Earlier this year, security researchers discovered a fire sale taking place on the dark web: 2.2 billion usernames and passwords that had been stolen in data breaches and compiled into a multi-volume database dubbed as Collection #1-5.
With so many passwords leaked, there is a decent chance that yours was among them. (You can check at haveibeenpwned.com.) If hackers tried to log in to your accounts before you had a chance to change your passwords, only one thing might have saved you: two-factor authentication.
Two-factor authentication (2FA) requires you to enter two pieces of information to verify your identity before you can access your account, typically your password and a one-time-use 2FA code. With 2FA enabled, even if a data breach or hacker compromises your password, your account will still be safe.
If you are only protecting your accounts with passwords—even strong, unique passwords—you are putting your online data at risk. As your personal data increasingly migrates to the digital world, 2FA is an easy and effective way of adding additional security to online accounts. Many of the largest platforms offer 2FA. Even Fortnite, the popular online video game, has promoted 2FA to its users with a special dance emote to members who secure their accounts with 2FA.
Unfortunately, there remain many online services that still do not offer 2FA, including many VPN and email providers. And there are others who do but implement it in a way that can be easily gamed by determined hackers. In this article we’ll take a closer look at 2FA.
How does two-factor authentication (2FA) work?
Two-factor authentication adds an extra identity verification to the standard log-in procedure. Instead of just typing in your username and password to sign in, 2FA requires you to provide another type of credential before you can access your account.
The most common types of 2FA use:
- a one-time verification code that is sent to a phone number or email address
- the answer to a security question, such as the first concert you attended or the place you were born
- a time-based, one-time password (TOTP) that is generated by an authenticator app, like Authy or DuoMobile
- a physical fob, like Yubikey, which can be plugged into your device
- biometric information, such as a fingerprint or iris scan (not common).
Most of these methods rely on verifying your identity by checking to see if you are in possession of a designated token, namely your mobile phone or your Yubikey. The others test your identity based on something you know (like the security question) or using your physical traits.
As 2FA becomes the cyber security standard, online organizations are making it easier and easier to set up. Most sites allow you to set up your 2FA by scanning a QR code with one of the code-generating apps mentioned above. Most platforms also offer you recovery or backup codes in case you lose your means of delivering your second factor of authentication—your phone or your Yubikey—so you do not have to reset your account.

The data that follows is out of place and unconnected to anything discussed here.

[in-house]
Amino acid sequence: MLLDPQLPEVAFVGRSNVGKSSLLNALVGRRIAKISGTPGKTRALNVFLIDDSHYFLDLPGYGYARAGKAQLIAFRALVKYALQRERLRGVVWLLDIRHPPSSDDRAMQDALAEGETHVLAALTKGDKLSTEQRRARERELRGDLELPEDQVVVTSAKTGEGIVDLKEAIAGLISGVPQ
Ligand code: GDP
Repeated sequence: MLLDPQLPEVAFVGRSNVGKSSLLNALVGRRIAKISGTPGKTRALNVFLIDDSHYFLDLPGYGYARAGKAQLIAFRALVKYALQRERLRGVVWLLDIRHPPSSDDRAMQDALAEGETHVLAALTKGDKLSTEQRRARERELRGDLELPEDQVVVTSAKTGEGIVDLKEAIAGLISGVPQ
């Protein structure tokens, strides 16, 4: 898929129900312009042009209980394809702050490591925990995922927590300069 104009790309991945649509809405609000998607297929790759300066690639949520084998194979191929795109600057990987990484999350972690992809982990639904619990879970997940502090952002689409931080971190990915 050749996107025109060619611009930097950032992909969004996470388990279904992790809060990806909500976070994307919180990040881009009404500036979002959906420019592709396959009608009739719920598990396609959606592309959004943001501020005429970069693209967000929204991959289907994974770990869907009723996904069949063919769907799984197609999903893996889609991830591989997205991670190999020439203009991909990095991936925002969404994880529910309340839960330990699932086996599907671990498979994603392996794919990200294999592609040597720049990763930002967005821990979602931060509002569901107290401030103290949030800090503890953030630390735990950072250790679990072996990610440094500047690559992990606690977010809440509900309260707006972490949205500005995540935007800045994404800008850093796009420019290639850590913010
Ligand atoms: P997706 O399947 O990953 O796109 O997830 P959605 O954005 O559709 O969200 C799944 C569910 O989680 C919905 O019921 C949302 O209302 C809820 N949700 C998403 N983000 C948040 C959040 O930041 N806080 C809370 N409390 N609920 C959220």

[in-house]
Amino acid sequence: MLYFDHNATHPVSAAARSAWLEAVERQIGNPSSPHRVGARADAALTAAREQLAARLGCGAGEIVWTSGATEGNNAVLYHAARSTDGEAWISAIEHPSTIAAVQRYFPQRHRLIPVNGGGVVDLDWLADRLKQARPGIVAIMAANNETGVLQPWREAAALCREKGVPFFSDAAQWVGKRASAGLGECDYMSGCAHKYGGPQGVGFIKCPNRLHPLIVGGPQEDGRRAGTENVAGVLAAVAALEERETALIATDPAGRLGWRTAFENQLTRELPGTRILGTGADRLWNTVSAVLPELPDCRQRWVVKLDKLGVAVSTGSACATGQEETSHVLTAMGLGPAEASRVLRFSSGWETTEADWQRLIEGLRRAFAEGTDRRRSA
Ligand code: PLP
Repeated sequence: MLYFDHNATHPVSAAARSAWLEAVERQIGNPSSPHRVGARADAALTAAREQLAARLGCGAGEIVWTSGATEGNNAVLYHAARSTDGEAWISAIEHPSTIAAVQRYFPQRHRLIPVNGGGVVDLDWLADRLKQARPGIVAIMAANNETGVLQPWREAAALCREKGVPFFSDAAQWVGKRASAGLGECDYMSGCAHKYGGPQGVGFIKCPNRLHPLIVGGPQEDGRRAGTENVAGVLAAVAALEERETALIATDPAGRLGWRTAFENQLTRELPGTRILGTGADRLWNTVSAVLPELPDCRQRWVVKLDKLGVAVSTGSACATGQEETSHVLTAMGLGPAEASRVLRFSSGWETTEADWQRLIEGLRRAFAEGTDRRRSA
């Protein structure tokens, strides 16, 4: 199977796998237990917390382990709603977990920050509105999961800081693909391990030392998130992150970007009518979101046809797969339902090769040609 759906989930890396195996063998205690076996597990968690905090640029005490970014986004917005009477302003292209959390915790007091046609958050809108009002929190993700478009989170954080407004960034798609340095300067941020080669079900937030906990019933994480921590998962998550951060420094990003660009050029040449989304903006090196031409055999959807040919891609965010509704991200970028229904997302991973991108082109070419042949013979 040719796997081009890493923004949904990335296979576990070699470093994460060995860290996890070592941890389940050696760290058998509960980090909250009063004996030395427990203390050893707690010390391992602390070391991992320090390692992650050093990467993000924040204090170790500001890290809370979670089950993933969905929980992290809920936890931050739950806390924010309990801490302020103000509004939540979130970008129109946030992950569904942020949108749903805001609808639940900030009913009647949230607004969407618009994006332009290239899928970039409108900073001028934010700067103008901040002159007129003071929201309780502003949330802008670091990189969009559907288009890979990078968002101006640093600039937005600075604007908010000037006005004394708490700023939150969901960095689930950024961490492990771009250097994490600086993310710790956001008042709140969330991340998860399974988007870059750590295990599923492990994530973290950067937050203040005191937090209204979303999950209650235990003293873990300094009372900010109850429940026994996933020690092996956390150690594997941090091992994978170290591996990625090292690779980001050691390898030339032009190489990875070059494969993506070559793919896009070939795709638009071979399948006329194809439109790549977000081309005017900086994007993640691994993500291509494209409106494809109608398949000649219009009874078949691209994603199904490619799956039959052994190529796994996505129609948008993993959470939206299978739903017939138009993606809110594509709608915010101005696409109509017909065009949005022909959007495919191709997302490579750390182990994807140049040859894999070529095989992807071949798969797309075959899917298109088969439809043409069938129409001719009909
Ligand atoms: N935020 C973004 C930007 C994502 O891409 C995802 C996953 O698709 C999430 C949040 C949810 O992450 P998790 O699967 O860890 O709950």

Avoid weak types of 2FA
Some types of 2FA are more secure than others. Two-factor authentication that relies on SMS is vulnerable to being compromised, as recent hacks of Reddit, Twitter founder Jack Dorsey, and others have demonstrated. In a SIM swap attack, hackers persuade or bribe phone company employees to transfer your phone number to another SIM. There are also social engineering tricks that can be used to obtain 2FA codes sent by SMS. For this reason, we advise everyone to avoid using 2FA systems that rely on SMS.
Knowledge-based 2FA tests like security questions are also more vulnerable to attacks. Your mother’s maiden name or the city in which you were born, for instance, are a matter of public record. If your service provider only offers questions as 2FA, then provide a unique false answer and store it somewhere safe, like a password manager, so you don’t forget.
Hardware 2FA options like Yubikey are the most secure, but currently few services support it. For the time being, the best method of 2FA is an authenticator app. These apps work by generating a hash based on the time and a secret key, which only your phone and the website’s servers know. This hash is then shortened to a six-digit number for you to type in to a window following the username and password page at sign in.
Other 2FA scams to watch out for
Even after you’ve enabled 2FA, you still need to take precautions. Recently, researchers found several instances where accounts equipped with 2FA were compromised by convincingly accurate phishing pages, including a fraudulent replica that mimicked ProtonMail by using the domain “protonemail.ch”. The hackers tried to fool their targets into entering their username, password, and 2FA code into the fake site. As soon as these details have been shared, they are quickly replicated to break into the account while the 2FA code is still valid.
Token-based 2FA is an excellent method of securing your account, but it is not a silver bullet. As these reports have shown, well-made phishing pages, something frequently encountered on Black Friday scam sites, can still compromise 2FA. Users must be vigilant to make sure they are on a legitimate website.
How to enable 2FA in your Proton account
ProtonMail and ProtonVPN both offer 2FA via authenticator app that you can enable to protect the sensitive information stored in your account. You can find instructions to add 2FA protection to your ProtonMail and ProtonVPN accounts on our 2FA guide.
While 2FA can make signing in to your accounts slightly more time consuming, the added security is worth it. We encourage you to enable two-factor authentication on your accounts wherever possible.
The ProtonMail Team
You can get a free secure email account from ProtonMail here.
We also provide a free VPN service to protect your privacy.